Today, I see some of these “farmer’s guns” from time to time in collections and at auctions here in Wyoming. They’re cheap, crudely made, clapped out, have no serial number on them, a manufacturer name that takes real effort to track down, etc. Many of these guns were slapped together here in the US from parts that “went out the back door” in finer gun parts shops in places like Liege, Belgium. Especially the barrels – there were barrel makers in Liege who made cheap/crappy barrels for the farmer’s gun trade in the US on weekends for extra money.

    • I bought my mossberg 500 for 179, NIB. It had a fixed choke. Decided this year to buy a new shotgun with the screw in chokes. Got sticker shock. Me being a cheap bastiche and all.

      Bought a new ported barrel for my gun that had the screw in chokes. Cost. 179 bucks. Still cheaper than a new gun.

      My 20 ga. mossberg 500 came with the screw in chokes. That’ll go to my oldest grandson some day.

      • I bought a $219 security/field combo 500 years ago and the field barrel was a fixed Modified.

        I, too, was sure I was missing something worthwhile and bought another 500 with a screw-in choke barrel.

        After much experimentation, that fixed choke barrel is still my favorite for clays.

        Oh well. I wanted a “guest” shotgun for friends, anyway.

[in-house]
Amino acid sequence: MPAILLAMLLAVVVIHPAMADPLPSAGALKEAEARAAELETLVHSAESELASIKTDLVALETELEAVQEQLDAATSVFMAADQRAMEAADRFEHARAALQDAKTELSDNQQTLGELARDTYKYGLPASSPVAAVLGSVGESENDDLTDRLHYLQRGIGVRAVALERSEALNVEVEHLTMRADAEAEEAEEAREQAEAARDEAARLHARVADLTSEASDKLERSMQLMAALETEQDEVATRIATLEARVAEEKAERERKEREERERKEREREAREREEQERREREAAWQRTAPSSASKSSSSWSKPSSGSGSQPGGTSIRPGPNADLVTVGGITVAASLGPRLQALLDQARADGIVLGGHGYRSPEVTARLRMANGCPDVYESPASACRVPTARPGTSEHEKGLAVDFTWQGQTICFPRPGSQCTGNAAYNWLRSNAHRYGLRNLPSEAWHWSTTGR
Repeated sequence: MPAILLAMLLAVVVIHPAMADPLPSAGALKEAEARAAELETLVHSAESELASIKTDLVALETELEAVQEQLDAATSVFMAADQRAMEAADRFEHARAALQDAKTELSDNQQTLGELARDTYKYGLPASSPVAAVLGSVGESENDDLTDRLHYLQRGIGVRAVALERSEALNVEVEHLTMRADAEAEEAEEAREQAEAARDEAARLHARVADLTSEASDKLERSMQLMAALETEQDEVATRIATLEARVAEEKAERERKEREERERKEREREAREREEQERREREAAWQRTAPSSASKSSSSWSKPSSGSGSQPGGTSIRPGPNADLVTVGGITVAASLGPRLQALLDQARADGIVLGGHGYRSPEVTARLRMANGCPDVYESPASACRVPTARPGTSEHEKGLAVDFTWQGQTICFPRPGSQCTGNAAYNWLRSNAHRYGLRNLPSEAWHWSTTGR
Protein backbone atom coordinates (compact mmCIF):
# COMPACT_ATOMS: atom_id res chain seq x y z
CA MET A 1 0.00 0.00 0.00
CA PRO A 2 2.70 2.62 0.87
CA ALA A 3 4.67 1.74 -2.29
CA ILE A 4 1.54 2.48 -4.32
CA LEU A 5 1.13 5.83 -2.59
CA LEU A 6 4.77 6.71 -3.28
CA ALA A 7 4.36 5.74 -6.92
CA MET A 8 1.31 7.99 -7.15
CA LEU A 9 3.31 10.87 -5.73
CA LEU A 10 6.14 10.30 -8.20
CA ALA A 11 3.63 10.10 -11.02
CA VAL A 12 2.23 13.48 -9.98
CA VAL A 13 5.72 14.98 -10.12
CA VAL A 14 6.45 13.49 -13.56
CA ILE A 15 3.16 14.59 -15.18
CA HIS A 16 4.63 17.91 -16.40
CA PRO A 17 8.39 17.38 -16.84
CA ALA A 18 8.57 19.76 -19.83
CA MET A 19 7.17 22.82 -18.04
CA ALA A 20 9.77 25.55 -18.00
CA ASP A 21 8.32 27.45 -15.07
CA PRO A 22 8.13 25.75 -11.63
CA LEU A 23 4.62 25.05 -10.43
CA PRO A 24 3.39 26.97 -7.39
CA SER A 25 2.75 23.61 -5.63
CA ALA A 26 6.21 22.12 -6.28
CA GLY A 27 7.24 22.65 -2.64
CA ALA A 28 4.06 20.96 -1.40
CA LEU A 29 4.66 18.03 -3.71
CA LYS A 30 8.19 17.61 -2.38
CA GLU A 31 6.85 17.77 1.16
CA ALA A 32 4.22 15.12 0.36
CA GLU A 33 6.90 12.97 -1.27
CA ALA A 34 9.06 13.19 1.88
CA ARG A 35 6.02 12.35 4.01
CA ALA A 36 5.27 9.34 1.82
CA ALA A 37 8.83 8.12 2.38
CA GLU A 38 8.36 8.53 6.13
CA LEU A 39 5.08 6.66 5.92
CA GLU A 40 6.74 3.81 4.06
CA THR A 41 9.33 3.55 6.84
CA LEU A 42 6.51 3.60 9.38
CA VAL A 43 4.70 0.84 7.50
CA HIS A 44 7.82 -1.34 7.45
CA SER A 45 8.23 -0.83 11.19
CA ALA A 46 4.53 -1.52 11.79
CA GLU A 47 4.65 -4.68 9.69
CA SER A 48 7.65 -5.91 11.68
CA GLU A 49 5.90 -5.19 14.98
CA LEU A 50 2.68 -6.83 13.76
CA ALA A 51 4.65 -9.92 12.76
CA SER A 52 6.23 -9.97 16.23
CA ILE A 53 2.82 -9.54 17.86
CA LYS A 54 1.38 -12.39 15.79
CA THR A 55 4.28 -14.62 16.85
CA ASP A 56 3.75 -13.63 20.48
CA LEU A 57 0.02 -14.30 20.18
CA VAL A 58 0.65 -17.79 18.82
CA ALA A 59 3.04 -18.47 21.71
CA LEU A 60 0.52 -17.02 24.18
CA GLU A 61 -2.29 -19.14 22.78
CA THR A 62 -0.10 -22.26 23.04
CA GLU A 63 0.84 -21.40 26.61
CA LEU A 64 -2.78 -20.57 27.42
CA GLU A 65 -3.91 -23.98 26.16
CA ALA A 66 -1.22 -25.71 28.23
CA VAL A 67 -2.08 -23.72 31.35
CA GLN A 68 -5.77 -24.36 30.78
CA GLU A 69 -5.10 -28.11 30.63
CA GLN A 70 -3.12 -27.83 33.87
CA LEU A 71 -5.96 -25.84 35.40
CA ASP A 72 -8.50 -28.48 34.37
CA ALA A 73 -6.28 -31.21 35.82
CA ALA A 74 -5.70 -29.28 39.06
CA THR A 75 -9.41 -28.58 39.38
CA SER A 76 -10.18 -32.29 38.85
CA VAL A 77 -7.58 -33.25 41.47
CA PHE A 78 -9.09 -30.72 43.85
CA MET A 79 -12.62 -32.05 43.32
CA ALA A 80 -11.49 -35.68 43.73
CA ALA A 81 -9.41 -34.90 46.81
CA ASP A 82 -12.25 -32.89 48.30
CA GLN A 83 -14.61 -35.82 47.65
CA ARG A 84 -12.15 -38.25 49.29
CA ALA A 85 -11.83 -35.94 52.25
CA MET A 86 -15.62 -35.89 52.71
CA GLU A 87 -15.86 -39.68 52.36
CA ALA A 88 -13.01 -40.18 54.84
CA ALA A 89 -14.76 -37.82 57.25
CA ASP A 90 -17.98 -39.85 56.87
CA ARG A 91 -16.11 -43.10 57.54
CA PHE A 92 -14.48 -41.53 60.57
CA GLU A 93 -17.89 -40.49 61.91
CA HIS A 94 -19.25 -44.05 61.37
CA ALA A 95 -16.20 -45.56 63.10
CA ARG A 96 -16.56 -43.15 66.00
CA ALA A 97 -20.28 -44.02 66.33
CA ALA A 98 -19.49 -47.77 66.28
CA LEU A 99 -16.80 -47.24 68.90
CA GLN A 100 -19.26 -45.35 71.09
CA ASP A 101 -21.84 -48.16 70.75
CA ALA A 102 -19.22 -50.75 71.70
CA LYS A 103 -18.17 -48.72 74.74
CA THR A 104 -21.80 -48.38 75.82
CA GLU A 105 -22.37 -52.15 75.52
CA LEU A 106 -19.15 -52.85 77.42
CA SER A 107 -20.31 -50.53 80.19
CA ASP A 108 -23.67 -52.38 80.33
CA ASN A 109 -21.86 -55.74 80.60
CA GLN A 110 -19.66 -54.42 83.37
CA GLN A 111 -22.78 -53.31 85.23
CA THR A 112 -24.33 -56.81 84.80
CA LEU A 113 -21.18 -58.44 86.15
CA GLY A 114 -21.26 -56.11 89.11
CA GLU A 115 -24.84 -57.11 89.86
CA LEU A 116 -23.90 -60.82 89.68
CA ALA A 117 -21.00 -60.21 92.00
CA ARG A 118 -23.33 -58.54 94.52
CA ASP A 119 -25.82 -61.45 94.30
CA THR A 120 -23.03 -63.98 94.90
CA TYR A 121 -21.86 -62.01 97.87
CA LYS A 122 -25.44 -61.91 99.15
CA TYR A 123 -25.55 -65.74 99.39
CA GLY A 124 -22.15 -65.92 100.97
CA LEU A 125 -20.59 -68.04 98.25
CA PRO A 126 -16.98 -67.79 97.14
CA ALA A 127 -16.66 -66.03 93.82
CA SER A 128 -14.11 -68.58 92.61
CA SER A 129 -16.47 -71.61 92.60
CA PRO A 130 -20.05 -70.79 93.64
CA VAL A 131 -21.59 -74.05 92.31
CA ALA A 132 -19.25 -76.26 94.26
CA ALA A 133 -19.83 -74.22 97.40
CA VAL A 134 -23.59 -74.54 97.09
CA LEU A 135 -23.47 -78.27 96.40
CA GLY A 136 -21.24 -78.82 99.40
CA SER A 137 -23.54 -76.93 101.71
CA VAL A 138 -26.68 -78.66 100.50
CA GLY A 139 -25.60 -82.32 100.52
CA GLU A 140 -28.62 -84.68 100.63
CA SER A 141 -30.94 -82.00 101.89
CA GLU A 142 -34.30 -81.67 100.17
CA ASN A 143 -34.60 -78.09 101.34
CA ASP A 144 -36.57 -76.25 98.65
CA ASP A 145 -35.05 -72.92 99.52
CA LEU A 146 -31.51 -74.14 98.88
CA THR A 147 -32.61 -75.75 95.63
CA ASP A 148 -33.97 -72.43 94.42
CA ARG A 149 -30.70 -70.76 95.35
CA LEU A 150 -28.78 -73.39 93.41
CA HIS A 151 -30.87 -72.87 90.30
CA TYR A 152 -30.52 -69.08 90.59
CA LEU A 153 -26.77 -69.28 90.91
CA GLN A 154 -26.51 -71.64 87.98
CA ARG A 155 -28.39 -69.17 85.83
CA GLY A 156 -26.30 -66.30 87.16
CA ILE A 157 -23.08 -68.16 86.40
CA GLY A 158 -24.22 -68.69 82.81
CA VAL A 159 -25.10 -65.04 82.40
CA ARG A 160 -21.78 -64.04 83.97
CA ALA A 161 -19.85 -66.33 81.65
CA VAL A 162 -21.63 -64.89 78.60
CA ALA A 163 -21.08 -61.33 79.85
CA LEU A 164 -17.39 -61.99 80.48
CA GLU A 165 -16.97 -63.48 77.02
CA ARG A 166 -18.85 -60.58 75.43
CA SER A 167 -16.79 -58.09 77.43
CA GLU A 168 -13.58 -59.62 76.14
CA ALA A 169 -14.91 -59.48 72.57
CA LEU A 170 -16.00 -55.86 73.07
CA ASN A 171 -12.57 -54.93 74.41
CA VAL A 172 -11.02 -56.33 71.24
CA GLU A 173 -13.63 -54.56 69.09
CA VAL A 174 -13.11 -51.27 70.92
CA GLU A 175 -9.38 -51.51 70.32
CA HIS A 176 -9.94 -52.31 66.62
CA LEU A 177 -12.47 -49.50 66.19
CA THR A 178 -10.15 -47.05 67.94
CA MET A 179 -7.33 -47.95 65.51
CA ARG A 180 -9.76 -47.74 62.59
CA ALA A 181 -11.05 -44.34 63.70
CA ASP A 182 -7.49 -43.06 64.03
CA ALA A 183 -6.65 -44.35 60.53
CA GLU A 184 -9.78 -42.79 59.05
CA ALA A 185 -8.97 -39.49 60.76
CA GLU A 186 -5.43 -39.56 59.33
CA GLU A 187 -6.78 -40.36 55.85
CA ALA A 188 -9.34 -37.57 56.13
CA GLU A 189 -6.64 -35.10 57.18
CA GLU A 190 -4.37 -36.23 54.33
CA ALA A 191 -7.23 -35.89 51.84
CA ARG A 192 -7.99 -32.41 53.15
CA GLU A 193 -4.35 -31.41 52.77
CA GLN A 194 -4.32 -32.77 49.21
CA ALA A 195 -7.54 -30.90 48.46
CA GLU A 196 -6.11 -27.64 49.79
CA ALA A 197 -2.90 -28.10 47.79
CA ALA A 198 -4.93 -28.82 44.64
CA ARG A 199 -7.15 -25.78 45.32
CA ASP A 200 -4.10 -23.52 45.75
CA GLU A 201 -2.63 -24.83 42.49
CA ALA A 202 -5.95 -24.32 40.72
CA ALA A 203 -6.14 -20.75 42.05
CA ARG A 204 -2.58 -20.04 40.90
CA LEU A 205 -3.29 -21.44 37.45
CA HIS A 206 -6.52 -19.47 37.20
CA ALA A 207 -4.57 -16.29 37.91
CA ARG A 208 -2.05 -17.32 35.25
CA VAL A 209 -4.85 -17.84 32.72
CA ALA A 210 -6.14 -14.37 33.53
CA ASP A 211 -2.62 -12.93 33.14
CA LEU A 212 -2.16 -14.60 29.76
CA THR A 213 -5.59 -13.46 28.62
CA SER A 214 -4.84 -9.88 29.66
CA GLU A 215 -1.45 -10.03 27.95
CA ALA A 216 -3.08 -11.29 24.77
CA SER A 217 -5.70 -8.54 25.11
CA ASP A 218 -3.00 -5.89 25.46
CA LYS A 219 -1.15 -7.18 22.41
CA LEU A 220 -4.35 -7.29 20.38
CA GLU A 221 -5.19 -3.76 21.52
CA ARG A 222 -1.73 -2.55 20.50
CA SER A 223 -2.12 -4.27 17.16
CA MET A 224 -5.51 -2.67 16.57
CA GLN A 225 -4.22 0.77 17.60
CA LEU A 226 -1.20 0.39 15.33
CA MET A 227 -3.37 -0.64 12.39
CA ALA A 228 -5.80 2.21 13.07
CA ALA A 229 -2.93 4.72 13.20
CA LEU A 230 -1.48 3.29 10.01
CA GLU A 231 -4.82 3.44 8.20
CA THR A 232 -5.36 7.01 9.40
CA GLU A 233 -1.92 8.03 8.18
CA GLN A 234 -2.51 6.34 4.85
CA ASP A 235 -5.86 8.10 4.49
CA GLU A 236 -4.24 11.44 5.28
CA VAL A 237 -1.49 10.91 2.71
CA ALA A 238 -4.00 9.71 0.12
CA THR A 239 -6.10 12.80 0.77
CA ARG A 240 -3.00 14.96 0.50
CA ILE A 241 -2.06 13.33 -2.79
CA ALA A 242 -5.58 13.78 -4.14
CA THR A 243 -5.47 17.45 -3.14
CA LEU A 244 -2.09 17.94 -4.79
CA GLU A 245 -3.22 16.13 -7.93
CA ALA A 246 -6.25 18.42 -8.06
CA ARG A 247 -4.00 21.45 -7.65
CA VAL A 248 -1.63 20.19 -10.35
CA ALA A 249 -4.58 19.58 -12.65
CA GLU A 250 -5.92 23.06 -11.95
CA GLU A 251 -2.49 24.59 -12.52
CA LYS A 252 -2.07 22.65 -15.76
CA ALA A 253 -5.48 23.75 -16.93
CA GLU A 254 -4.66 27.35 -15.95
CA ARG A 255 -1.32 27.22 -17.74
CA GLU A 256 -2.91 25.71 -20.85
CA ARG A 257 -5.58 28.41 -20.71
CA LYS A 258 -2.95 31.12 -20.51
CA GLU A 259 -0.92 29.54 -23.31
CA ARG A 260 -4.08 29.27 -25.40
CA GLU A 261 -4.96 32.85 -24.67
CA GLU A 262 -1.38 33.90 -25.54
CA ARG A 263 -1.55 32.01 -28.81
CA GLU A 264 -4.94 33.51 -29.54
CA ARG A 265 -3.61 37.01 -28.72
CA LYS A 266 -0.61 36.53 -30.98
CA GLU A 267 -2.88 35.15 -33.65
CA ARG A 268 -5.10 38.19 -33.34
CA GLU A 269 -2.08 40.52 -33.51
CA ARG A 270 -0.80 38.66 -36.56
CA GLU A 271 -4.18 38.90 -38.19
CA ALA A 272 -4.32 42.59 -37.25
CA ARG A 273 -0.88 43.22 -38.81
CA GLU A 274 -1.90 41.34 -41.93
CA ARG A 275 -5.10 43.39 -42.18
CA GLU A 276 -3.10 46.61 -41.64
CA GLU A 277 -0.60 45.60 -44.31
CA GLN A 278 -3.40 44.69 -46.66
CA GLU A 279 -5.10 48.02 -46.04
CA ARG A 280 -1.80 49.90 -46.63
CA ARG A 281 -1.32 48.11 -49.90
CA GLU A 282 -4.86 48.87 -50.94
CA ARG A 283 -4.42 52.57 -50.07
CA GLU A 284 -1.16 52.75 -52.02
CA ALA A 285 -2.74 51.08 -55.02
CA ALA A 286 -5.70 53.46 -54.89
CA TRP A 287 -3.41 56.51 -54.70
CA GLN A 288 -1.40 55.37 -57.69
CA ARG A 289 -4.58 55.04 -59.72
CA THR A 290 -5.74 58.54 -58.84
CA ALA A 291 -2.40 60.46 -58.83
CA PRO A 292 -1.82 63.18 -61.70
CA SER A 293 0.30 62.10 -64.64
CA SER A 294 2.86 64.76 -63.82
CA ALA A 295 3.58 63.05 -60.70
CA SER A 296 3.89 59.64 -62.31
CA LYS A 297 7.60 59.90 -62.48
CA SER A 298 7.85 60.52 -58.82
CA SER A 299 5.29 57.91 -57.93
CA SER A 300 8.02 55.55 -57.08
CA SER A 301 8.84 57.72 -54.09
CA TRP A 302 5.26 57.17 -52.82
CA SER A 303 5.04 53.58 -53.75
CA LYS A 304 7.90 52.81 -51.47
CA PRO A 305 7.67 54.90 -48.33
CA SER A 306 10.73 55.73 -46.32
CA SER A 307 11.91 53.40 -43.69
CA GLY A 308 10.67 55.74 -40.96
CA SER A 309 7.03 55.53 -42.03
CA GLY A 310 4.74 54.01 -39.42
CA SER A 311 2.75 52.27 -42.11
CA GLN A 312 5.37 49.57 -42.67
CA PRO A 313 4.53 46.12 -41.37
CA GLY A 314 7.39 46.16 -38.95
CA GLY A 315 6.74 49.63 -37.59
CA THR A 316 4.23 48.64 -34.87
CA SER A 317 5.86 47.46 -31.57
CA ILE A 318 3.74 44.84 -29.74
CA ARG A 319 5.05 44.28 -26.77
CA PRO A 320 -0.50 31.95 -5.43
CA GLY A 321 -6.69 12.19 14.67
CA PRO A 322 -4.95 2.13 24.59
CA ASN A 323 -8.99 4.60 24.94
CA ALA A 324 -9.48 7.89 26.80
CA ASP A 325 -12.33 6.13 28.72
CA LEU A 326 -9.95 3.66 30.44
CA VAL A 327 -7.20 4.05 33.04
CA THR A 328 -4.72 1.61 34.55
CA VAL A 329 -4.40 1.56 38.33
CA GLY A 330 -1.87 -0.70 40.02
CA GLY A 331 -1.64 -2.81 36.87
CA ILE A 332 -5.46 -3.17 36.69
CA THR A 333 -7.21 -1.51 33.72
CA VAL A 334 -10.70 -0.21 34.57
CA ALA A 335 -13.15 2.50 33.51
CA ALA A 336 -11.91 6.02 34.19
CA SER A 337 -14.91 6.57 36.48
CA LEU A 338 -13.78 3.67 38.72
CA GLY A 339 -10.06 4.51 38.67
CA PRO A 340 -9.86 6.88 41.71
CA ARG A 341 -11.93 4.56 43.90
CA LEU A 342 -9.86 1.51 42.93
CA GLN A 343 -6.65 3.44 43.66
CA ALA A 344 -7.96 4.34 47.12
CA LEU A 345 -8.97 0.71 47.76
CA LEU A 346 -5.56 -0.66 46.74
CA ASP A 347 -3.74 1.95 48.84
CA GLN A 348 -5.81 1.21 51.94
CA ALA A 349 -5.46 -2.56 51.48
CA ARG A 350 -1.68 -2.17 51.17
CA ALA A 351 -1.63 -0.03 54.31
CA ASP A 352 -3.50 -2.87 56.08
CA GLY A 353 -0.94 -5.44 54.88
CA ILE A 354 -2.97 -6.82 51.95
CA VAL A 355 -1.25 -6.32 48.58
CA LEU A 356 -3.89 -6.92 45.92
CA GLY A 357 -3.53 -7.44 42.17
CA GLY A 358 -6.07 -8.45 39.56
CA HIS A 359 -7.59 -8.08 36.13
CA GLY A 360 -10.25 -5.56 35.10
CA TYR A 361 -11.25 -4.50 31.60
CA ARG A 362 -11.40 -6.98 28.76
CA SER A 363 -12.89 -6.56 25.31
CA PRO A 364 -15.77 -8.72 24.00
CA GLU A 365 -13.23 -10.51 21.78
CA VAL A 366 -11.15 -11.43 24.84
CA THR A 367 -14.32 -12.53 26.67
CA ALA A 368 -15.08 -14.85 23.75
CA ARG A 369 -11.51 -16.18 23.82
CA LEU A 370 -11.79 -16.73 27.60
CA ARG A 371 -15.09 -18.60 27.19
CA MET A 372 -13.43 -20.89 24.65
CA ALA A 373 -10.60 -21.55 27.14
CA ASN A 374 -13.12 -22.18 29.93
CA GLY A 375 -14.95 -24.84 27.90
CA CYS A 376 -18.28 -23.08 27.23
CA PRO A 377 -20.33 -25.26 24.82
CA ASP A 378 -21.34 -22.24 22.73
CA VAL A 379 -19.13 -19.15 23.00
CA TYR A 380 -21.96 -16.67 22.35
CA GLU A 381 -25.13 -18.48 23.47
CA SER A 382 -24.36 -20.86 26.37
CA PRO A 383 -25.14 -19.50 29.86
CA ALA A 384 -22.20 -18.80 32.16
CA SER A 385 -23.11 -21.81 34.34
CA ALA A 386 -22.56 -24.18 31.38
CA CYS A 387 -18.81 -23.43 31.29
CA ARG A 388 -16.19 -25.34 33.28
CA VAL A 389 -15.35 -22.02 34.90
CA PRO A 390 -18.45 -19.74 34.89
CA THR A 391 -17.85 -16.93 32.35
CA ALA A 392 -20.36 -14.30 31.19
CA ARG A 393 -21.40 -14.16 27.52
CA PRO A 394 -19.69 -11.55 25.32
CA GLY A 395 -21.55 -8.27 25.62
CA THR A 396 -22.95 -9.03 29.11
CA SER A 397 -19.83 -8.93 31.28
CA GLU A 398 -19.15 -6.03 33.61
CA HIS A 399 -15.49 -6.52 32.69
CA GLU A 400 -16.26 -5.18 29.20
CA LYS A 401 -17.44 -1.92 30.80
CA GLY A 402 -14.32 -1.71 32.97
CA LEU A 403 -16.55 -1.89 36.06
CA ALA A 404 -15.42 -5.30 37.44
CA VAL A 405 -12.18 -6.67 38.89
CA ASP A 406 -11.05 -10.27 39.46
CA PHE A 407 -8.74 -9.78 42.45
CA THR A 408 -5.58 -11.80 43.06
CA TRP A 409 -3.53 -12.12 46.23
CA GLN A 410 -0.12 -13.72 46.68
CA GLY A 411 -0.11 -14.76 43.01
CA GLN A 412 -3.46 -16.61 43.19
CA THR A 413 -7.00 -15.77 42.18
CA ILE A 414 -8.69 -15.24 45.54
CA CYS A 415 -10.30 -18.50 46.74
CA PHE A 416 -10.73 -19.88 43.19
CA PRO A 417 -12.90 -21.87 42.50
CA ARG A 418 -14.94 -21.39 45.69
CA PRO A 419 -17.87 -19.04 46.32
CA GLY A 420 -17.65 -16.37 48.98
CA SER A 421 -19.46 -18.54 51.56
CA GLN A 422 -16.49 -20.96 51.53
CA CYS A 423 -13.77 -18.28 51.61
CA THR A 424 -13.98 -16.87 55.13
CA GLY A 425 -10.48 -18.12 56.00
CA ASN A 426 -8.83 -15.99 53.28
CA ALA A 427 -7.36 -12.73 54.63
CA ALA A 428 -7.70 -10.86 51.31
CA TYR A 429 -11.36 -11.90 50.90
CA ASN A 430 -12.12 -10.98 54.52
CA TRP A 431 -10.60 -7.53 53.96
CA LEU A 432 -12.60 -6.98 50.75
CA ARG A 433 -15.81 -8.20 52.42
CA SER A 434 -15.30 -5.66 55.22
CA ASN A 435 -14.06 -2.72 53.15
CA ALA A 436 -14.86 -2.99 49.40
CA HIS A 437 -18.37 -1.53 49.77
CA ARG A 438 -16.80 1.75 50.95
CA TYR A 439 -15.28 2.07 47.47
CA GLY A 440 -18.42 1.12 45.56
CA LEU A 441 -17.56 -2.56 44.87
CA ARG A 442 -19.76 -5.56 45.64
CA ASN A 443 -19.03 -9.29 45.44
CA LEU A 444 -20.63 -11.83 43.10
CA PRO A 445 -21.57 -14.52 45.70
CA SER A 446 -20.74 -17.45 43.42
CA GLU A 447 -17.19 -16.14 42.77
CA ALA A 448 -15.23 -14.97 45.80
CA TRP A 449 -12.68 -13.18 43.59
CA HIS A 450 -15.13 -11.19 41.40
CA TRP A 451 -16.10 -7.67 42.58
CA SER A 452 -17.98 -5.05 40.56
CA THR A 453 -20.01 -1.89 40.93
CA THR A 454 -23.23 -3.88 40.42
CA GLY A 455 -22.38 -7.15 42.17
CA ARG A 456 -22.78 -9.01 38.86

• Mine came with the fixed modified choke, also. It worked fine while we were still able to hunt with lead ammo here in CA. When steel became the go to loads here I found the mod choke shot like an extra full choke. Tough to hit quail and dove with. Improved cylinder became my new mod..

          Only time I go back to the mod. choke is for rabbits and squirrel. I don’t hunt ducks or geese or I’d use it there, also.

      • Funny, I bought a Mossberg 500 with a fixed modified choke in 1985. Two or three years later, Mossberg was selling the same shotgun with screw-in chokes, but a new barrel with screw-in chokes cost almost as much as a whole new shotgun. Sold the gun for $125 and bought the new version.

    • I spent the extra $175, and picked up an 18.5″ 590A1 with ghost ring sights; $375 out the door. I have no idea why the shop was selling them so cheap (they had six of them on the floor). (Maybe they bought them from a distressed LGS.)
      It just keeps on shooting.

  7. +6(?) on Maverick88. Got a 20″ with Limbsaver recoil pad. Honestly rarely shot but it’s comforting having 7-9 shells or slugs at the ready. I’d grab my pistolas 1st but massive cheap firepower is a good thing…

    • I have an 88 in the exact same configuration. I hate shooting it because it’s so light and I’m a pansy about recoil, but for home defense the bang for the buck is great.

  8. Frankly, leaving the Mossberg/Maverick 88 off the list due to the MSRP is a fail point of the “list”. The biggest advantage of the Mavrick 88 is the long history of the design on the U.S. market and widespread parts availability. The limited parts availability for Chinese and Turkish clones will dry up quickly in the event the guns leave the market.